In Defense Of Climbing Trees And Other Risky Play

In Defense Of Climbing Trees And Other Risky Play

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A few years ago, I looked out the back window to see my then-5-year-old near the top of a 20-foot tree in the backyard. It took me a moment to figure out what I was seeing since his tiny body in the big tree looked completely out of place and yet totally at ease at the same time.

I shouted to him, “Be smart up there!” and then snapped a picture, pushing fears of an inevitable trip to the ER out of my mind. He was, thankfully, fine, and he still continues to climb to the top of the tree. My husband and I not only don’t stop him, we encourage it too.

Christine Organ

The mere thought of a 5-year-old climbing to the top of a tree, unsupervised, might send chills down most parents’ spines. Some parents might say we’re careless at best, or negligent at worst. To which I would respectfully and emphatically disagree.

Kids are safer now than ever before, yet for some reason, some parents just can’t seem to chill out. Some parents prefer the “Cover Them in Bubble Wrap” style of parenting to the “Let Them Bleed” style.

But what do we get when we helicopter the hell out of our kids?

We get anxious kids who don’t know how to manage fear, anger, or failure. We project our fears onto our kids. And whether we realize it or not, we are telling our kids that we don’t trust them, that they are incapable, that they aren’t up to the challenge.

When we encourage risky play and help them overcome their fears, however, we show them how to safely manage dangers and responsibly take risks. We tell them — not just with words, but with actions — that we trust them and they are capable.

This isn’t just my parental opinion. Science says so, too. In fact, data is so strong that many experts support the emotion regulation theory of play, which is really just a fancy way of saying kids learn how to regulate their emotions through play.

With rough-and-tumble play, kids learn how to overcome anger. When engaged in risky play, kids get manageable quantities of fear, so they can practice keeping their wits about them and behaving adaptively while experiencing fear. In other words, researchers and psychologists say that kids “learn that they can manage their fear, overcome it, and come out alive.” That’s a pretty vital skill.

By learning how to manage fear and anger, kids learn how to manage real-life dangers without giving in to their negative emotions. But without risky play, there can be increased cases of neuroticism or psychopathology. In fact, experts say that over the past 60 years, they have noticed a continuous, gradual, but dramatic decline in the opportunities to play unsupervised and freely, with a significant reduction in risky play in particular. Over the same period of time, there has also been a gradual increase in all kinds of childhood mental health disorders, especially emotional disorders. Coincidence? Experts don’t think so.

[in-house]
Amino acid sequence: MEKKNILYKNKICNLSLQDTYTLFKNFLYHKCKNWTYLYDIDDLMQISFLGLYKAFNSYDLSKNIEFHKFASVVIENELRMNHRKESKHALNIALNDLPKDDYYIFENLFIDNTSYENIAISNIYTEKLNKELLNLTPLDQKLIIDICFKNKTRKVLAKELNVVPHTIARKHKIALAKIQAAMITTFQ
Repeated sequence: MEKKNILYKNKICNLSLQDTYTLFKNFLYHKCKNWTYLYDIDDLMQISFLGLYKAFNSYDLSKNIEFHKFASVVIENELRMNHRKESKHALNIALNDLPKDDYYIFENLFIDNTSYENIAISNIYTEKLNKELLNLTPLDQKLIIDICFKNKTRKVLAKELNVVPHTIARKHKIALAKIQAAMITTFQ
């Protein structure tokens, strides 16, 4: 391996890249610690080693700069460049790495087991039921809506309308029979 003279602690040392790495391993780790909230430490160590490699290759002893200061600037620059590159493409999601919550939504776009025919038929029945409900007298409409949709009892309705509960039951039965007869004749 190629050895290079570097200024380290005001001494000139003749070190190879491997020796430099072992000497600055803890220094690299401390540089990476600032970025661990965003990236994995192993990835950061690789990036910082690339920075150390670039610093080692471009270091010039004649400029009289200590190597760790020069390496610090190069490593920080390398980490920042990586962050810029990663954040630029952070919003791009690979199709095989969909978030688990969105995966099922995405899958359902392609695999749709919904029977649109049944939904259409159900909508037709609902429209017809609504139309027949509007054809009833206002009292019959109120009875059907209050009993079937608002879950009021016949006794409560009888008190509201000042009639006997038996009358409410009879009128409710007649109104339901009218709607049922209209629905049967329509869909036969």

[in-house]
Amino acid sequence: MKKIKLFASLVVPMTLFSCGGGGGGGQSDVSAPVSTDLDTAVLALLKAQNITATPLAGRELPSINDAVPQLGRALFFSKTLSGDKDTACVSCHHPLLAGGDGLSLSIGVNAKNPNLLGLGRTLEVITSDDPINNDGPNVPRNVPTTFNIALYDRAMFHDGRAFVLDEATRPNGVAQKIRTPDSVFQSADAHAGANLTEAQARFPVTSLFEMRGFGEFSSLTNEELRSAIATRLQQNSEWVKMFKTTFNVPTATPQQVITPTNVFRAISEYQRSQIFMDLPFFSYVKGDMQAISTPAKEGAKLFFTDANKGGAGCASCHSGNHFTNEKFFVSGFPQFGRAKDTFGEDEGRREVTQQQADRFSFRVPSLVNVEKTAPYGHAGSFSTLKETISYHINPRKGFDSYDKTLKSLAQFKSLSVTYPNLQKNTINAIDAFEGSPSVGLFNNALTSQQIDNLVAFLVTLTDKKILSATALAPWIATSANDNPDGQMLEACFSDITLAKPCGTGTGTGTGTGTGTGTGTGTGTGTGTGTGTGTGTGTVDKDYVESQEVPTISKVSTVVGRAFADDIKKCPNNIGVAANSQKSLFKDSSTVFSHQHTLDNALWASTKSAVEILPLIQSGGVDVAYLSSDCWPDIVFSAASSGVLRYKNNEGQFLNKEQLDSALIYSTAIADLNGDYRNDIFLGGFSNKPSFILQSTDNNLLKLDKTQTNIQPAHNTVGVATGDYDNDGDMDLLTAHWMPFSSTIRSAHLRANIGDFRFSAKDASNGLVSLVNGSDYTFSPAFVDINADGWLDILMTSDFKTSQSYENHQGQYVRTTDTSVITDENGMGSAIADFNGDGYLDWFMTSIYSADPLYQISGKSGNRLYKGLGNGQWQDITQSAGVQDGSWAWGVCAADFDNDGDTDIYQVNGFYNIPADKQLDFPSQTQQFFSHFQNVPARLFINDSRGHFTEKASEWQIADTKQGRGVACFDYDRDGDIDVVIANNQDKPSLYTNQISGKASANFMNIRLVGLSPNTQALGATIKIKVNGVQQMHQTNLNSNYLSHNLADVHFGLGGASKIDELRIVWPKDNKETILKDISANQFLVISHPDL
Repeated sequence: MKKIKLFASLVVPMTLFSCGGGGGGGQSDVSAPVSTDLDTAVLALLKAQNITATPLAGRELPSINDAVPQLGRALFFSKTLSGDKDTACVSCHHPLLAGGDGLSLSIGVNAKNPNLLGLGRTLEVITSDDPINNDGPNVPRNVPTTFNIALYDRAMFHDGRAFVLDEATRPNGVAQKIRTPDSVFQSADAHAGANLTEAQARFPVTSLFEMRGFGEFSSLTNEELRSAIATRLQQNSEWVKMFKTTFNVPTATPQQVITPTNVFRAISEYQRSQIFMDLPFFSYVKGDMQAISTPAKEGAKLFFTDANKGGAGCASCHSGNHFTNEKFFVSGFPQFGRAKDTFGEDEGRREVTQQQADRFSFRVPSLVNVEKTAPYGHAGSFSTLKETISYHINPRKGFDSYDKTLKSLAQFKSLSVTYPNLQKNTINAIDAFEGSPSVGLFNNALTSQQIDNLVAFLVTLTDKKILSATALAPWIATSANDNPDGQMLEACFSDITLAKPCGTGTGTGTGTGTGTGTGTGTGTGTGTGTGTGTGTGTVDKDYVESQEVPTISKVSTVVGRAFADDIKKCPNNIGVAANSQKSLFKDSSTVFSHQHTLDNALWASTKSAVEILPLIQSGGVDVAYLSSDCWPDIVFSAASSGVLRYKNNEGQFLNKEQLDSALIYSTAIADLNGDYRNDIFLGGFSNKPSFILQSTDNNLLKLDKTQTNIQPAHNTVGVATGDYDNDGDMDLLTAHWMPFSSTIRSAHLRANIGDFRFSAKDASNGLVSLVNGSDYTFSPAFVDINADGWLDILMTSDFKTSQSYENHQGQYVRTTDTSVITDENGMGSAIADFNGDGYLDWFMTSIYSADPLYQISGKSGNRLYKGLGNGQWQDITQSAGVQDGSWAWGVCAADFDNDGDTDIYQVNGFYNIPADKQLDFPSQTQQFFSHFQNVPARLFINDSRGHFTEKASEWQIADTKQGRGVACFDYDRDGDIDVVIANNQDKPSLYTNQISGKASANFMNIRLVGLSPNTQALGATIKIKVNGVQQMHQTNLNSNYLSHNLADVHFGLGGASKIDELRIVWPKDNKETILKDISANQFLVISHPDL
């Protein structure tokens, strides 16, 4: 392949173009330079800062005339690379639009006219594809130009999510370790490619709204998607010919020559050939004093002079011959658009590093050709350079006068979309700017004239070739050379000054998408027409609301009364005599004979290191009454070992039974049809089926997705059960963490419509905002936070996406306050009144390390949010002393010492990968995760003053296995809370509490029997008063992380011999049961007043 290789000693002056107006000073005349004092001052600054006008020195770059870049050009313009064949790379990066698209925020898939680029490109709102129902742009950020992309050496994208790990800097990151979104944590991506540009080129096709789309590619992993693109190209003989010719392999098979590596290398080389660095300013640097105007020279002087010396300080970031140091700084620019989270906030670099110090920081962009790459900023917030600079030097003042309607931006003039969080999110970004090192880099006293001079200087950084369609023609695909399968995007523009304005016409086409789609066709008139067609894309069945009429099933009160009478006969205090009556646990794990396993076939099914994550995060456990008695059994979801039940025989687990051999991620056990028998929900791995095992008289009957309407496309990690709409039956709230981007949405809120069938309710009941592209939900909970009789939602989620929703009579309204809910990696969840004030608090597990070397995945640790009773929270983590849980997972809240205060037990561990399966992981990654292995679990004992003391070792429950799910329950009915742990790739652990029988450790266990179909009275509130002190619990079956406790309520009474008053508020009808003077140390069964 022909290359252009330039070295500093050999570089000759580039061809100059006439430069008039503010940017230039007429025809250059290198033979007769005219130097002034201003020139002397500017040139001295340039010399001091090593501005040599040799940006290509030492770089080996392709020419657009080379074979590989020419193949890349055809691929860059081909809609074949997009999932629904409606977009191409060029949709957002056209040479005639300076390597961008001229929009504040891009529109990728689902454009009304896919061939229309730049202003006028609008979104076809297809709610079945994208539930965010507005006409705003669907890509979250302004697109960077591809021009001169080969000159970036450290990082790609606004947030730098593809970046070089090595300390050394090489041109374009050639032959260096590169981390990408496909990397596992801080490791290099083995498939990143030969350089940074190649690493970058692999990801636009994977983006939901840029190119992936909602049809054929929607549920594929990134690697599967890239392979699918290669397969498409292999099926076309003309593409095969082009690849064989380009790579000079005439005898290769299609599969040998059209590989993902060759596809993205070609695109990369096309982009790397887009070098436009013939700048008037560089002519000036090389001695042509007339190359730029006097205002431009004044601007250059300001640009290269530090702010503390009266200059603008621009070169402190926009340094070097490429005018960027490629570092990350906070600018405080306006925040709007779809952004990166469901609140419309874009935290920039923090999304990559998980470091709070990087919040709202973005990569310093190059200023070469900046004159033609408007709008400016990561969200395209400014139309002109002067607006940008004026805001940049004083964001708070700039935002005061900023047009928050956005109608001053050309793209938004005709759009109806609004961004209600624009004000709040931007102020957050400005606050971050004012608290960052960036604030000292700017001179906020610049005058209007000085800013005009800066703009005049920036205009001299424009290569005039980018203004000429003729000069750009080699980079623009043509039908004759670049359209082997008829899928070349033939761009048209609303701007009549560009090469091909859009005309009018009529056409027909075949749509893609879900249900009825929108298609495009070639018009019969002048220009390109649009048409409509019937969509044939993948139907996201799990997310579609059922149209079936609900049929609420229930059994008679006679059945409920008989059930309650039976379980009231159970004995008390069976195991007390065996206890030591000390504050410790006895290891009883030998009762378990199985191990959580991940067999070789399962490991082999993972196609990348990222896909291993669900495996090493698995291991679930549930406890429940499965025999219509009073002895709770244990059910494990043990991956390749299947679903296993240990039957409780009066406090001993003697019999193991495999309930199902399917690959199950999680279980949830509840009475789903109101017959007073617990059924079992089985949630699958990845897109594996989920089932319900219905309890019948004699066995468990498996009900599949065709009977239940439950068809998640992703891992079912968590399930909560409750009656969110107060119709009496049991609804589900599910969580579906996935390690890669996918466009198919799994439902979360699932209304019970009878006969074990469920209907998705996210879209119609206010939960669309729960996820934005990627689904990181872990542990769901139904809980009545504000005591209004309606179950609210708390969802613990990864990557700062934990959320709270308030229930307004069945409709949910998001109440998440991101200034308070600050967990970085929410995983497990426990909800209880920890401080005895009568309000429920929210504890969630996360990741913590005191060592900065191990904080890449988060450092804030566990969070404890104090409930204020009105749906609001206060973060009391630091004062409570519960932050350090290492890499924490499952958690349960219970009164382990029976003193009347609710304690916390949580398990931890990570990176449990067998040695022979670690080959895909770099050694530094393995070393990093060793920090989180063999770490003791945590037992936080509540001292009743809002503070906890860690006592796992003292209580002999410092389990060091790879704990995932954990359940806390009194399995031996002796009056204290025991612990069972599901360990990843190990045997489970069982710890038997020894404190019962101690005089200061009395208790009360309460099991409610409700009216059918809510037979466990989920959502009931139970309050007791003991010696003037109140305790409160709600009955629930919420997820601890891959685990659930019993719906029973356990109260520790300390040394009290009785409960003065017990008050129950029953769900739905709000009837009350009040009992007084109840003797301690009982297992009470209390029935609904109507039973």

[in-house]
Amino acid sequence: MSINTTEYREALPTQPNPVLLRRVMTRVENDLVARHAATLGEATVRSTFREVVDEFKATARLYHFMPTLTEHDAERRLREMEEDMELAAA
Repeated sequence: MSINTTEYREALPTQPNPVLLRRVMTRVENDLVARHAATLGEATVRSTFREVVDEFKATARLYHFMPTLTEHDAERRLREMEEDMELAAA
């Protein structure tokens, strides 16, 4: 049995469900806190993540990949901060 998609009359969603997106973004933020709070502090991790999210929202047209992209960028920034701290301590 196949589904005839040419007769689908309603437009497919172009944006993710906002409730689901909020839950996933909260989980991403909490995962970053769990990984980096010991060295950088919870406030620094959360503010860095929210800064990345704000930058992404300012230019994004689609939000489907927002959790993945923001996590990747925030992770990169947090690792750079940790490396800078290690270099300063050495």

The biggest danger for our kids isn’t the tall trees they climb or the rough way they play with each other. It’s us. It’s parents. We are the biggest risk to our kids.

“I think there’s such a big, big emphasis on raising the perfect child and making sure that our child has access to music lessons and sports lessons, skating, swimming — all of those critical, tangible skills that parents are on some level expected to cultivate in their children that we lose out on giving our kids the chance to develop some of those soft skills: the opportunity to problem-solve and teamwork and develop genuine relationships with other kids just throughout the process of peer play,” says Matt Leung, a team lead in active play for Calgary-based Vivo.

Ironically, it’s adult-driven activities, like organized sports, that usually result in the most injuries. According to the U.S. Centers for Disease Control and Prevention, more than 3.5 million children per year under the age of 14 receive medical treatment for sports injuries. Experts say this is because “the adult encouragement and competitive nature of the sports lead children to take risks — both of hurting themselves and of hurting others — that they would not choose to take in free play.”

Instead of telling our kids what to do and how to do it, and having them do the same activities repeatedly, Leung suggests piquing their curiosity. Asking questions like “Have you tried this?” or “Could you get to the top in a different way?” are good ways to encourage independence, free play, and thoughtful risks.

So step aside, parents. Let your kids walk to school with their peers. Close your eyes when they climb to the top of the tree. Bite your tongue when you want to shout “be careful” or “not so high.” Encourage your kids to go higher, farther, and do all those things you’re afraid they can’t do — even if it does mean you’ll be holding your breath and trying not to freak out.